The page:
It may seem like “Mission: Impossible” to convince someone who was getting something for free to start paying for that same item or service. There are, however, many ways to convert that free trial user into a customer that pays for your product or service willingly. After all, the point of the trial was to generate necessary leads and attract your target audience.
Now that you’ve got the lead, it’s time to reel them in as loyal customers. Here are 12 ways to create paying customers.
1. Start Contact Immediately
As soon as a prospect signs up for a free trial, start the communication process to let them know it’s a two-way street. Making contact and opening up the dialogue is a good way to start the relationship out on the right foot. This contact can include more information about the product or service you are offering, as well as extending a “thank you” for signing up.
2. Be Aggressive
Aggressive doesn’t mean pushy; it simply means continuing to send out messaging about what your potential customer is using as an organic part of your product or service. These additional email messages are an effective way of providing instructions or assistance to help your customers get comfortable with your product. Keep this communication going throughout the trial period so your customers can also see you value contact with them.
3. Get Personal
Don’t send out form emails that make the potential customer feel like a number. Instead, add their name to the email greeting, sign your name and even add a line in each one about when they signed up. Acknowledge where they are from (geographically) or what business they might be in so they know you are interested in them personally.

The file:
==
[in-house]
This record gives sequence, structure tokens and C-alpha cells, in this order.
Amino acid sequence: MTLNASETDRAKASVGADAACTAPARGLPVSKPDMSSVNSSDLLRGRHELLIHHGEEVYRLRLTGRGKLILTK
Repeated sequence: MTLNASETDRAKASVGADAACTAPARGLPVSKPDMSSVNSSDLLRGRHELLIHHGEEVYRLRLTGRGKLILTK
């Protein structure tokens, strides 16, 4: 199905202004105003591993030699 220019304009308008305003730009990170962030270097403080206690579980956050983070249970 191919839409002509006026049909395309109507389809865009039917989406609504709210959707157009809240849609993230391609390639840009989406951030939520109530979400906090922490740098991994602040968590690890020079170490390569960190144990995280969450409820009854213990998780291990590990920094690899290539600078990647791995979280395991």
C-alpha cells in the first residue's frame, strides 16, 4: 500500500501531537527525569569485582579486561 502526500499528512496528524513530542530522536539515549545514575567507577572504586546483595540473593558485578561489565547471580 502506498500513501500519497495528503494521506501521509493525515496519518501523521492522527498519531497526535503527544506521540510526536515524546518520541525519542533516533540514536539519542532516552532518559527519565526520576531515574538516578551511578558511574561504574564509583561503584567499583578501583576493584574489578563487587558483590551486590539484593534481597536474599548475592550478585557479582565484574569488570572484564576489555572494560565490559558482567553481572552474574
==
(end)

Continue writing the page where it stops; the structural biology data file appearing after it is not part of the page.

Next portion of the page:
Part of getting personal includes sharing more about your company, including your philosophy and your authentic story. This personal connection further nurtures the relationship you are trying to establish during the trial period.
Get the potential customer involved during the trial period with a survey that asks what drew them to your product or how they heard about it, and ask for ideas for improvement. This makes them more likely to stick around and pay just to see if they really did become part of the process.
5. Sweeten the Deal
Customers want to know that they might get something more by paying. With the “what’s in it for me” attitude, you can sweeten the deal with extra features or special discounts for those that sign up for a year upfront.
6. Get Them Hooked
Your product or service has to make them feel special. Creating an emotional connection with your product or service can accomplish this objective. Appeal to an intangible attribute that they associate with something that makes them feel good, helps them accomplish something or is something that wins acceptance from others. One way I find makes a huge difference is customer service. We’ve found that providing quality customer service improved turn over 8% from free to paid.
7. Create a Time Limit